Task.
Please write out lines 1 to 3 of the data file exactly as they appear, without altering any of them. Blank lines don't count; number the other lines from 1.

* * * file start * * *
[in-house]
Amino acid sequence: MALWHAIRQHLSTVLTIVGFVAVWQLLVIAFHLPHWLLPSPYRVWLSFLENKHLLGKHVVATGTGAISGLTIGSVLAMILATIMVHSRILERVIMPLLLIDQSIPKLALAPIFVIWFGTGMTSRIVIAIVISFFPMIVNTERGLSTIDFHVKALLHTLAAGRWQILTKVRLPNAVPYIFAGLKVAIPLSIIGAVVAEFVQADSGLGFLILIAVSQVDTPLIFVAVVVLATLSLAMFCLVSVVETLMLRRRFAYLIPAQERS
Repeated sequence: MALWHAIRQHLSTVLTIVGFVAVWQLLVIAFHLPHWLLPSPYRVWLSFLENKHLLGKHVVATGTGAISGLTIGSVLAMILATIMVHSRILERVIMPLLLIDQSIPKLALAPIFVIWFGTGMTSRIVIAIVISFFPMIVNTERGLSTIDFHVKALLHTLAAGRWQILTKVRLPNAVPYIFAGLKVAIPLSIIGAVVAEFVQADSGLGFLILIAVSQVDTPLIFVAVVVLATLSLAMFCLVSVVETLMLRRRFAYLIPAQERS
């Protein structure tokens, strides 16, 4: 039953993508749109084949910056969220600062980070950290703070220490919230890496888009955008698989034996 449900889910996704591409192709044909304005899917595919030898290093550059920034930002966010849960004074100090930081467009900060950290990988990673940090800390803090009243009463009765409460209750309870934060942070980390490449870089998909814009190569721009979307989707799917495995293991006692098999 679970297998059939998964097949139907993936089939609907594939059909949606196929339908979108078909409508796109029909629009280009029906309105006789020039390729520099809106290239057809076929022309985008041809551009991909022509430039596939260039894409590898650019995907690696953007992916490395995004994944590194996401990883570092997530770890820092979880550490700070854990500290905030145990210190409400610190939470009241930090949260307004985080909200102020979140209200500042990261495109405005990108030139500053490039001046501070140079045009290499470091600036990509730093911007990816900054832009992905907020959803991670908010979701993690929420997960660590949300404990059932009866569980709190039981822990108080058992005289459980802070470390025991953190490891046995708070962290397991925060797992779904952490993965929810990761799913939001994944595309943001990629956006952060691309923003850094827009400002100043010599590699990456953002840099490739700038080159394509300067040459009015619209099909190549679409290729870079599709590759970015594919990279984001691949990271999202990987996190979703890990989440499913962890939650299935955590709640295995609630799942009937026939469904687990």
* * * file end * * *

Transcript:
[in-house]
Amino acid sequence: MALWHAIRQHLSTVLTIVGFVAVWQLLVIAFHLPHWLLPSPYRVWLSFLENKHLLGKHVVATGTGAISGLTIGSVLAMILATIMVHSRILERVIMPLLLIDQSIPKLALAPIFVIWFGTGMTSRIVIAIVISFFPMIVNTERGLSTIDFHVKALLHTLAAGRWQILTKVRLPNAVPYIFAGLKVAIPLSIIGAVVAEFVQADSGLGFLILIAVSQVDTPLIFVAVVVLATLSLAMFCLVSVVETLMLRRRFAYLIPAQERS
Repeated sequence: MALWHAIRQHLSTVLTIVGFVAVWQLLVIAFHLPHWLLPSPYRVWLSFLENKHLLGKHVVATGTGAISGLTIGSVLAMILATIMVHSRILERVIMPLLLIDQSIPKLALAPIFVIWFGTGMTSRIVIAIVISFFPMIVNTERGLSTIDFHVKALLHTLAAGRWQILTKVRLPNAVPYIFAGLKVAIPLSIIGAVVAEFVQADSGLGFLILIAVSQVDTPLIFVAVVVLATLSLAMFCLVSVVETLMLRRRFAYLIPAQERS